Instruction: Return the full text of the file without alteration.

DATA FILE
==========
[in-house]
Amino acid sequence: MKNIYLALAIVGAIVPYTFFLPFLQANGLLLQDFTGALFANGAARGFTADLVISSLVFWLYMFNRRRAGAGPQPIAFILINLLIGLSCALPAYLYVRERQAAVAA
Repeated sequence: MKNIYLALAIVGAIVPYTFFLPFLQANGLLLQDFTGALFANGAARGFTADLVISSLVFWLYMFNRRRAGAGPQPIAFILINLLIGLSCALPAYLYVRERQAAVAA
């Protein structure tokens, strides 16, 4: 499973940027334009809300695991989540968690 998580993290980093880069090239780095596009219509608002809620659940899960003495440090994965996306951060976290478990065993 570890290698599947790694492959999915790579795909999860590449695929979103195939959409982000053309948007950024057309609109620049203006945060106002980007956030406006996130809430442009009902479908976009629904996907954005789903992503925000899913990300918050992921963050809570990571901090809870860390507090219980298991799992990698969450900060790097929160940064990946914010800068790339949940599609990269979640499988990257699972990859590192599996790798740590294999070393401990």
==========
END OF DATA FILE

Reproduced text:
[in-house]
Amino acid sequence: MKNIYLALAIVGAIVPYTFFLPFLQANGLLLQDFTGALFANGAARGFTADLVISSLVFWLYMFNRRRAGAGPQPIAFILINLLIGLSCALPAYLYVRERQAAVAA
Repeated sequence: MKNIYLALAIVGAIVPYTFFLPFLQANGLLLQDFTGALFANGAARGFTADLVISSLVFWLYMFNRRRAGAGPQPIAFILINLLIGLSCALPAYLYVRERQAAVAA
């Protein structure tokens, strides 16, 4: 499973940027334009809300695991989540968690 998580993290980093880069090239780095596009219509608002809620659940899960003495440090994965996306951060976290478990065993 570890290698599947790694492959999915790579795909999860590449695929979103195939959409982000053309948007950024057309609109620049203006945060106002980007956030406006996130809430442009009902479908976009629904996907954005789903992503925000899913990300918050992921963050809570990571901090809870860390507090219980298991799992990698969450900060790097929160940064990946914010800068790339949940599609990269979640499988990257699972990859590192599996790798740590294999070393401990």